Fayed funds new political crusade

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The Independent Online
Mohamed al-Fayed, the millionaire owner of Harrods, is funding a new political organisation to promote the crusade against the "culture of violence" launched last year by Frances Lawrence, widow of the murdered headteacher.

The new body, provisionally called The People's Trust, plans to write to all candidates in the general election in order to identify a group of MPs in the new parliament who put "their consciences, their constituents and their country at the heart of their politics, rather than their party", according to Christopher Graffius, organiser of the initiative.

The trust is Mr Fayed's third venture into politics recently, following his backing for anti-abortion candidates and for the Christian Democrat, the newspaper of the Movement for Christian Democracy, which is also "pro- life" and campaigns vigorously against screen violence. Mr Graffius was general secretary of the Movement for Christian Democracy until the start of this month, when he also left his job as assistant to David Alton, the "pro-life" Liberal Democrat MP for Liverpool Mossley Hill, whose seat is to disappear at the election. But Mr Graffius told The Independent the trust would not be specifically Christian, and would be nothing to do with "right-wing moral majority" politics.

"It will have no faith foundation, although the agenda will appeal to people of all faiths and none," he said. It would make sense to many "inspired by the Judaeo-Christian ethic", but equally to those inspired by Muslim and Hindu and Buddhist teaching. Mr Fayed is a Muslim, strongly opposed to abortion and keen to support an "ethical" dimension in British politics.

Mr Graffius said he had been in touch with Mrs Lawrence, whose husband, Philip, was stabbed by 16-year-old Learco Chindamo when he intervened to defend one of his pupils outside his school in west London. "She has told us that she will support what we are doing, and has said she is happy to write for The People's Trust, but will hold no official position," he said.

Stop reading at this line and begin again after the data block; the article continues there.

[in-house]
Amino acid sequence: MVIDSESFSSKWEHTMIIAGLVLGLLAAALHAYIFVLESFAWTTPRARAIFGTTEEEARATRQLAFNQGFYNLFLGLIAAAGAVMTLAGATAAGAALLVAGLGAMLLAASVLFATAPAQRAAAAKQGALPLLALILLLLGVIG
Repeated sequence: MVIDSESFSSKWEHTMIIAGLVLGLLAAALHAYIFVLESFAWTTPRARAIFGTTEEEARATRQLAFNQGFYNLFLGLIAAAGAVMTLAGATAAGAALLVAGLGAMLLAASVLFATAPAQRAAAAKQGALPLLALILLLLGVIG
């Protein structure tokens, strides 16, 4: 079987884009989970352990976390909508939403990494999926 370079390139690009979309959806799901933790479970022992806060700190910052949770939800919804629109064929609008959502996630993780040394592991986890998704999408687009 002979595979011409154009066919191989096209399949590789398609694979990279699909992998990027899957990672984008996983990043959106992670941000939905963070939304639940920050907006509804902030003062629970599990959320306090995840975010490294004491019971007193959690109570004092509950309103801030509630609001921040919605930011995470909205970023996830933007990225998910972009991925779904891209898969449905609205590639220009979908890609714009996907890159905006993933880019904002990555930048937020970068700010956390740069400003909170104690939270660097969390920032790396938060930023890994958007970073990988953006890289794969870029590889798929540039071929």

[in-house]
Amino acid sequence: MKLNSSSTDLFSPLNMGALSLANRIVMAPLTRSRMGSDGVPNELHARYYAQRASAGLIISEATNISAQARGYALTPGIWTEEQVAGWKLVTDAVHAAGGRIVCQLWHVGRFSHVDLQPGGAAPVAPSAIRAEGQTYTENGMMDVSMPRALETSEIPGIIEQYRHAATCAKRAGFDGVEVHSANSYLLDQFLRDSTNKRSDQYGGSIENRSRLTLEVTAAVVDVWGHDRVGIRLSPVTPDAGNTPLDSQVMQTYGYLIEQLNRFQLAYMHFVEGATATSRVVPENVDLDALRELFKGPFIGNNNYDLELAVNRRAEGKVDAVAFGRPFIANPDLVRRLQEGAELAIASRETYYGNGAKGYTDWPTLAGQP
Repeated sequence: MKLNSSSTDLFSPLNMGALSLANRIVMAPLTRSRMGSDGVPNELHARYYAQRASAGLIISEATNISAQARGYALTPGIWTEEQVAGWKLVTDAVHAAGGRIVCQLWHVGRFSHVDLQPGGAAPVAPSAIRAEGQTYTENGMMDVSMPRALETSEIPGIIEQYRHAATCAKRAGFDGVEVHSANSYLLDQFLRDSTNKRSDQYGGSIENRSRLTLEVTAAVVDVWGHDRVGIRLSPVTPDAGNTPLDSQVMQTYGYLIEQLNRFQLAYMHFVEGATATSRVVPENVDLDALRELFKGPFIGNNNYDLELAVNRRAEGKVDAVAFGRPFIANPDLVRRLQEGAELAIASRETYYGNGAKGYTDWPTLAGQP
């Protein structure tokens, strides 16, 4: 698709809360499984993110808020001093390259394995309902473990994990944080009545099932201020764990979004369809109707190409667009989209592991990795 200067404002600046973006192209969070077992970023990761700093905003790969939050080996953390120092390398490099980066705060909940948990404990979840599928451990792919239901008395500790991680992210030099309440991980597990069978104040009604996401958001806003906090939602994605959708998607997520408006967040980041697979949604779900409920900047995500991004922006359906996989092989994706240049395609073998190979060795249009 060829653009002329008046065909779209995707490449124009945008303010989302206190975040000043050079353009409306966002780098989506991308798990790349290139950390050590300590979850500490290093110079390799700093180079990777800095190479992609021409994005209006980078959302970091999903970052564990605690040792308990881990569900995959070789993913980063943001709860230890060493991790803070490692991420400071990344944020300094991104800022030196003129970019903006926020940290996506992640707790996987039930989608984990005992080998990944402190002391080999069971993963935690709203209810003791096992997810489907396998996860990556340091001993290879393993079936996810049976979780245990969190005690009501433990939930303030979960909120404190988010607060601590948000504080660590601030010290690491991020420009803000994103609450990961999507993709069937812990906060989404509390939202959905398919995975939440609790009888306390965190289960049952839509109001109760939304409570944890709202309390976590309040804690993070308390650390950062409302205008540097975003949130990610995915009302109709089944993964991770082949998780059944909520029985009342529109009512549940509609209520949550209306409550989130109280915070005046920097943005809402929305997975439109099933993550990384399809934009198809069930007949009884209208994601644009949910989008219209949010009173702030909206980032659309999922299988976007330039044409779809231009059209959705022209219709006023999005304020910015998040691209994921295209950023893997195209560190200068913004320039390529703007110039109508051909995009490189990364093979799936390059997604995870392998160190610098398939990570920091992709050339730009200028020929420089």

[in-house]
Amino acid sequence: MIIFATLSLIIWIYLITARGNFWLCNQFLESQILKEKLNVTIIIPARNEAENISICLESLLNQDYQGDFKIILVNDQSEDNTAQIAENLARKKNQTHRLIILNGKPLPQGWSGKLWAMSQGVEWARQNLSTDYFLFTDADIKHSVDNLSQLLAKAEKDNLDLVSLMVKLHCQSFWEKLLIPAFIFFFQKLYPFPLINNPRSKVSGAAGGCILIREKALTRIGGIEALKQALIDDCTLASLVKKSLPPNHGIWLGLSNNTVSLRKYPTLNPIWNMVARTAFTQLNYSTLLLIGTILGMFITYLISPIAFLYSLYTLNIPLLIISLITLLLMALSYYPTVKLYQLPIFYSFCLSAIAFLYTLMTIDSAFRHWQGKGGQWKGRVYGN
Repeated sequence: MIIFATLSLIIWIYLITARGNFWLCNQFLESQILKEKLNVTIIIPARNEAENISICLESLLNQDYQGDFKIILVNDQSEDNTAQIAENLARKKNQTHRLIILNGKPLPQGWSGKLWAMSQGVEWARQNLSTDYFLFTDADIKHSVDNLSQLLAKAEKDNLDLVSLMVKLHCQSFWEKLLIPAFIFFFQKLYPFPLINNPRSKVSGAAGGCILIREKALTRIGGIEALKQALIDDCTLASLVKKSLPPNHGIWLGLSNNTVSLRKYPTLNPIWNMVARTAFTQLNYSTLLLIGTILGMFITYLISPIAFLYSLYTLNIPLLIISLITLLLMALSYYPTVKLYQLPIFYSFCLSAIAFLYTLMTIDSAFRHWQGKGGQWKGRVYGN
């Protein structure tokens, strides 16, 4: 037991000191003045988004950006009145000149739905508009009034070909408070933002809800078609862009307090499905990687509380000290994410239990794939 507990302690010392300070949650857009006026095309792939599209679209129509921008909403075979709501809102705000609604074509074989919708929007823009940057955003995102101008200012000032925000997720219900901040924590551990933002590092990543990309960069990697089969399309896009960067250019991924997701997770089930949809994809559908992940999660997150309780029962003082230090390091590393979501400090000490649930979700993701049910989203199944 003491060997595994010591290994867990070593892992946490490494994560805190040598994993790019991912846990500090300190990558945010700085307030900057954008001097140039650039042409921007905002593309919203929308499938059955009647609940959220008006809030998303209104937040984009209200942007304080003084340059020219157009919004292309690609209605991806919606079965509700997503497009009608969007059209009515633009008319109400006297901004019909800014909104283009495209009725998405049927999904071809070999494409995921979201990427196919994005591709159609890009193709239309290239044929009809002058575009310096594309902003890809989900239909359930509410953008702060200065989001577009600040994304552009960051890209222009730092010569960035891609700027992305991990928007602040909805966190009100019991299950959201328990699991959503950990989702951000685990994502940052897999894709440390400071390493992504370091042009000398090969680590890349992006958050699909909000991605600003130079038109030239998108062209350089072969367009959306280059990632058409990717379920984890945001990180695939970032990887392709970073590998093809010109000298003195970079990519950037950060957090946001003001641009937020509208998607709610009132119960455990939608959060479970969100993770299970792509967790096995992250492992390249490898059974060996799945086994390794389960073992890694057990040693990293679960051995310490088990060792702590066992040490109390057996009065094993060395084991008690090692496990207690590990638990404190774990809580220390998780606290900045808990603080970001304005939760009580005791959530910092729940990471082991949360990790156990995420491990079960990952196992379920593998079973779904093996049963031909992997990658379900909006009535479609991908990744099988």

Mrs Lawrence published a manifesto last October which galvanised public opinion and forced politicians to follow her lead, he said. "And yet nothing much has happened since then. But if there had been a group of politicians in parliament, properly supported, much could have been done." Mr Graffius said the trust would pursue the issues of screen violence, bans on handguns and combat knives, education and unemployment.

It had two other interests: political honesty and constitutional reform. It would demand a full declaration of candidates' financial interests before the election on the same basis that MPs will be required to make afterwards. The trust would also promote proportional representation as "the dynamo which will change our existing party system".

He said that Mr Fayed, the Egyptian-born tycoon who has clashed with the government over his application for British citizenship, had provided pump-priming funding and temporary offices for the trust, but it was intended to become a membership-based organisation.

It is believed that Mr Graffius's plans provoked unease among members of the Movement for Christian Democracy when they were discussed at a secret meeting last weekend. Yesterday, David Cairns, of the Christian Socialist Movement, said the body was in danger of sinking into the politics of the "Christian ghetto". He said: "Mr Fayed is making sure it's a very plush ghetto, but it is one nonetheless."